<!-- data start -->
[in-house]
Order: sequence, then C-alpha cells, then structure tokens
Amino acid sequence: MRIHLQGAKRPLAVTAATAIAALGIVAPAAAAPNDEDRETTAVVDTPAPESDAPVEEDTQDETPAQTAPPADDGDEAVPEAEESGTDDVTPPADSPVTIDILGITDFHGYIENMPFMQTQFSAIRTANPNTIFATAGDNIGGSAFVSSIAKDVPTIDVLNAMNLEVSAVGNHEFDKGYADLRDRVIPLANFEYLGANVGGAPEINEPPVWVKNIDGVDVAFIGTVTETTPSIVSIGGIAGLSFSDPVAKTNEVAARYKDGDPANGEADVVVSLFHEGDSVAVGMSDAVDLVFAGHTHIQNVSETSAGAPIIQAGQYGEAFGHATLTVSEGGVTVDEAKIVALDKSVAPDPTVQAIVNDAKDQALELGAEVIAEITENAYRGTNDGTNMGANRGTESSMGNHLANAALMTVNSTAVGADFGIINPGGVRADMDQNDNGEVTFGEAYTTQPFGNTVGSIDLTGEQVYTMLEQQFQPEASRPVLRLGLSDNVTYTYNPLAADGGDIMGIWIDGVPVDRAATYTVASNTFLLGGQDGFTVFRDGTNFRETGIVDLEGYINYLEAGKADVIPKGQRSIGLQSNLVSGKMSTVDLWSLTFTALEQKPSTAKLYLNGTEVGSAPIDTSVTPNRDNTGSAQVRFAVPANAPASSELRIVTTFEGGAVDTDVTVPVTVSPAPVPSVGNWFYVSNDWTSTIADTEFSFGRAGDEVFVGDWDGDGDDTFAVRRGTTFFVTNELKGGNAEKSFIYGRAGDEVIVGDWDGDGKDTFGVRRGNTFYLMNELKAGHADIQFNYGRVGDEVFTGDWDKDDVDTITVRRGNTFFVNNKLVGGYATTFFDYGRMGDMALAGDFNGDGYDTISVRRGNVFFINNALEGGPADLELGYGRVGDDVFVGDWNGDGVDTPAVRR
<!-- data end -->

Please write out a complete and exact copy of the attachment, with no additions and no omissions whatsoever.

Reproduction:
[in-house]
Order: sequence, then C-alpha cells, then structure tokens
Amino acid sequence: MRIHLQGAKRPLAVTAATAIAALGIVAPAAAAPNDEDRETTAVVDTPAPESDAPVEEDTQDETPAQTAPPADDGDEAVPEAEESGTDDVTPPADSPVTIDILGITDFHGYIENMPFMQTQFSAIRTANPNTIFATAGDNIGGSAFVSSIAKDVPTIDVLNAMNLEVSAVGNHEFDKGYADLRDRVIPLANFEYLGANVGGAPEINEPPVWVKNIDGVDVAFIGTVTETTPSIVSIGGIAGLSFSDPVAKTNEVAARYKDGDPANGEADVVVSLFHEGDSVAVGMSDAVDLVFAGHTHIQNVSETSAGAPIIQAGQYGEAFGHATLTVSEGGVTVDEAKIVALDKSVAPDPTVQAIVNDAKDQALELGAEVIAEITENAYRGTNDGTNMGANRGTESSMGNHLANAALMTVNSTAVGADFGIINPGGVRADMDQNDNGEVTFGEAYTTQPFGNTVGSIDLTGEQVYTMLEQQFQPEASRPVLRLGLSDNVTYTYNPLAADGGDIMGIWIDGVPVDRAATYTVASNTFLLGGQDGFTVFRDGTNFRETGIVDLEGYINYLEAGKADVIPKGQRSIGLQSNLVSGKMSTVDLWSLTFTALEQKPSTAKLYLNGTEVGSAPIDTSVTPNRDNTGSAQVRFAVPANAPASSELRIVTTFEGGAVDTDVTVPVTVSPAPVPSVGNWFYVSNDWTSTIADTEFSFGRAGDEVFVGDWDGDGDDTFAVRRGTTFFVTNELKGGNAEKSFIYGRAGDEVIVGDWDGDGKDTFGVRRGNTFYLMNELKAGHADIQFNYGRVGDEVFTGDWDKDDVDTITVRRGNTFFVNNKLVGGYATTFFDYGRMGDMALAGDFNGDGYDTISVRRGNVFFINNALEGGPADLELGYGRVGDDVFVGDWNGDGVDTPAVRR